You’d be better off following Sweet Spot base plans on low volume IMO.
I’ll add that 7 hours per week average for a year looks more like 8-9 hours per week of training. We will be sick, go on vacation, get caught up at work, stay in during weather, holidays, etc.
You don’t need to know any of that to know that only 7 min isn’t going to do much, if anything, for one’s fitness.
After looking at the OP’s calendar and reading the comments and answers, it appears to be a combo of not doing hard enough workouts as well as the OP maybe just not giving training enough beans. But… I could be wrong.
I’d guess that his workout included more than one interval. Are you saying a typical prescription of something like 5 x 7 minutes at FTP is not good enough to provide a stimulus? (I realize that 7 minutes is odd but usually the intervals get longer through a progression.)
I don’t want to be super critical here, but 4x8 at FTP is the absolute lowest I go anymore and that is just like introductory for someone in a base phase and probably only if they are totally new to structured training. I messed around with 5x5 a little bit, didn’t find any benefit. But if I give someone a 4x8 FTP workout I am pushing them into longer intervals quickly. My 70+ athlete does 3x10 as his shortest FTP set.
I think KM said recently on one of his podcasts that 10 minutes was his minimum for FTP intervals. My only point was that the workout wasn’t just 7 minutes.
Certainly, one could do 5 minute FTP intervals with short rests (30 seconds say) and then the stimulus would probably be very similar to longer intervals with longer rests.
If you listen to how Seiler would prescribe that, he would tell you to do it at 105% of a tested 60 minute power test, which is what he uses as a proxy for FTP.
And anyway, that was one study comparing three different interval prescriptions and they saw the biggest gains from 4x8 (compared to 4x4 and 4x16). At no point should anyone discern that 4x8 is The Best Interval Ever. Rather, a relevant conclusion would be that threshold training works well. In this case, 4x8 is fine. IMO, 4x10 is better, 2x20 better than that, 3x20 even better (obviously depending on the athlete)… but drive time in zone and interval duration and you’re going to see better gains.
For masters, I usually cap them at a lower TiZ, but I had a 64 year old who could do 3x20 and train effectively too. He has a long history of racing under his belt, so you kinda have to go with what’s going to work for the individual. Friel’s book has lots of good general advice, but the specific prescriptions May or may not be great for everyone over 50 again IMO.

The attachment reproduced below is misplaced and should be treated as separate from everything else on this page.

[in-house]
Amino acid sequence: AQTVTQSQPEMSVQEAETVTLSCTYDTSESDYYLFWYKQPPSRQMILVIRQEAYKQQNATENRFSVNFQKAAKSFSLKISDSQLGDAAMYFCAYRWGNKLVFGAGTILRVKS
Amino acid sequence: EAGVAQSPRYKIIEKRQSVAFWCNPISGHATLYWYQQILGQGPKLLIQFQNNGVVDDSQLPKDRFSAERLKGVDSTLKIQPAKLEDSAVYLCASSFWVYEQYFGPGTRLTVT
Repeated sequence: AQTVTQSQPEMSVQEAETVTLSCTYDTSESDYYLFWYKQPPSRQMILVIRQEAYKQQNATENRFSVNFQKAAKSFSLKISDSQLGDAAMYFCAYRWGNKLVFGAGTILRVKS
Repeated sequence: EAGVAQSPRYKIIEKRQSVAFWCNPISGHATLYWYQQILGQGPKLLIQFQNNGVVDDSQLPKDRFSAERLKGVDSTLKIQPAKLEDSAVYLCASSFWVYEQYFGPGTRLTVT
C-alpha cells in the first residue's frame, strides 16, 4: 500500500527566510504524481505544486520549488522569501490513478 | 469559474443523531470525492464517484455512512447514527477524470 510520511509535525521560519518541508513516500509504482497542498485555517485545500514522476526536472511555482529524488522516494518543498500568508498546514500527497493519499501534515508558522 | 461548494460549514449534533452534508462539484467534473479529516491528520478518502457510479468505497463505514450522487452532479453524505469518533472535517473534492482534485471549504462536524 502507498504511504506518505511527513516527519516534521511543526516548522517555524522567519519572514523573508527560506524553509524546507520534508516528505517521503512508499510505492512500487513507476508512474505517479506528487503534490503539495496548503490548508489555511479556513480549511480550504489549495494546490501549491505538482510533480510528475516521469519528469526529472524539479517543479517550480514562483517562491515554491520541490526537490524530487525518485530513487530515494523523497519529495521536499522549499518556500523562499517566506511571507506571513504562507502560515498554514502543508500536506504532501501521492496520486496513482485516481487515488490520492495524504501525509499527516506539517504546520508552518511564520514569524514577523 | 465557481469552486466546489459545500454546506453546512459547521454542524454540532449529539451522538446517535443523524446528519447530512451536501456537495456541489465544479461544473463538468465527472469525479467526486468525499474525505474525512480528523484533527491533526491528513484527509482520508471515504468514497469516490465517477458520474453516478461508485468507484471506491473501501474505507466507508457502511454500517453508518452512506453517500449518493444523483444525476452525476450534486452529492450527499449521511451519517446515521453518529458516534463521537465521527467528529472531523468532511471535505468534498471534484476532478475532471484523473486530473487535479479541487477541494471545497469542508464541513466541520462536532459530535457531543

I don’t train my 70+ former domestic elite racer who still rides 14-15hrs per week the same way as I train my 63yo Cat 4 med tech who peaks out at about 8hrs a week.
As you indicated in your subsequent post, it would be fine if you kept the rest periods sufficiently short. But, why not just do, e.g., 35 min straight and be done with it? Unlike with classical interval training, it’s not an intensity where inserting rest is really necessary.
Funnily enough, I used to work my way up (in intensity) to 4 x 10 min at max repeatable intensity, which for me worked out to be about 105% of FTP. I eventually stopped, though, because IME that’s about the closest to a ‘no-go’ intensity as there is…too high to optimally train muscular metabolic fitness, but too low to optimally train VO2max.
This is kind of how I feel about it. I barely feel like I’m doing work until about 10 minutes into a threshold interval. That said, for people brand new to it, shorter intervals are certainly challenging.
One thing TR used to do to people (and Zwift still does), back when it was more ramp-test based, is set many FTPs quite a bit too high, and so a 4x8 at FTP was more like 4x8 at 105%, and yeah, that can feel pretty damn hard. Once you have a good feel for threshold/MLSS/FTP/LT2/CP/whatever you wanna use, you begin to realize that training at that point (or preferably just slightly below it) shouldn’t be soul-crushing.
I think the obvious answer is that coaches and online training systems make up this stuff because 5 x 7 minutes with 1 minute rests sounds like something special compared to 1 x 35 minutes. Or, maybe it’s mentally easier for less advanced athletes.